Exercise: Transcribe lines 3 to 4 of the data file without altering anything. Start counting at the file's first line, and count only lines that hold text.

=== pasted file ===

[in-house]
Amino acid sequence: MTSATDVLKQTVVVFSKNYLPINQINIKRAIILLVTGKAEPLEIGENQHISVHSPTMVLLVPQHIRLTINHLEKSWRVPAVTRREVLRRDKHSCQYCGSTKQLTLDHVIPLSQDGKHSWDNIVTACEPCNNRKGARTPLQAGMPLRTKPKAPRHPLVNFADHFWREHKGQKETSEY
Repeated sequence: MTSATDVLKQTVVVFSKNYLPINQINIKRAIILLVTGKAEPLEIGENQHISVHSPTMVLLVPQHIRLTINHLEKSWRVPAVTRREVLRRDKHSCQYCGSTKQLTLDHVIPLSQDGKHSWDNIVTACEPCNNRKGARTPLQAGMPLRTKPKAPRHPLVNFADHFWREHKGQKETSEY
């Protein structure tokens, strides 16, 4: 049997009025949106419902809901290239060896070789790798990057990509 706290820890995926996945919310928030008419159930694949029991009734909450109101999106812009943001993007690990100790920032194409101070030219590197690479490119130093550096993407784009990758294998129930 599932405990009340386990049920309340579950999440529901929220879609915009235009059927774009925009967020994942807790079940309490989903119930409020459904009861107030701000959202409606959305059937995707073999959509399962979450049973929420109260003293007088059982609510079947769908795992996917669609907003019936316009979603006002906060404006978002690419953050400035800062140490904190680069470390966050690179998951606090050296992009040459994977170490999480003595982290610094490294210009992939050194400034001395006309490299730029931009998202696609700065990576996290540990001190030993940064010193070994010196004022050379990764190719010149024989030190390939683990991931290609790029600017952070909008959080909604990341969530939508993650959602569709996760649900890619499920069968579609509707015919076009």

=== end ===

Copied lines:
Repeated sequence: MTSATDVLKQTVVVFSKNYLPINQINIKRAIILLVTGKAEPLEIGENQHISVHSPTMVLLVPQHIRLTINHLEKSWRVPAVTRREVLRRDKHSCQYCGSTKQLTLDHVIPLSQDGKHSWDNIVTACEPCNNRKGARTPLQAGMPLRTKPKAPRHPLVNFADHFWREHKGQKETSEY
């Protein structure tokens, strides 16, 4: 049997009025949106419902809901290239060896070789790798990057990509 706290820890995926996945919310928030008419159930694949029991009734909450109101999106812009943001993007690990100790920032194409101070030219590197690479490119130093550096993407784009990758294998129930 599932405990009340386990049920309340579950999440529901929220879609915009235009059927774009925009967020994942807790079940309490989903119930409020459904009861107030701000959202409606959305059937995707073999959509399962979450049973929420109260003293007088059982609510079947769908795992996917669609907003019936316009979603006002906060404006978002690419953050400035800062140490904190680069470390966050690179998951606090050296992009040459994977170490999480003595982290610094490294210009992939050194400034001395006309490299730029931009998202696609700065990576996290540990001190030993940064010193070994010196004022050379990764190719010149024989030190390939683990991931290609790029600017952070909008959080909604990341969530939508993650959602569709996760649900890619499920069968579609509707015919076009």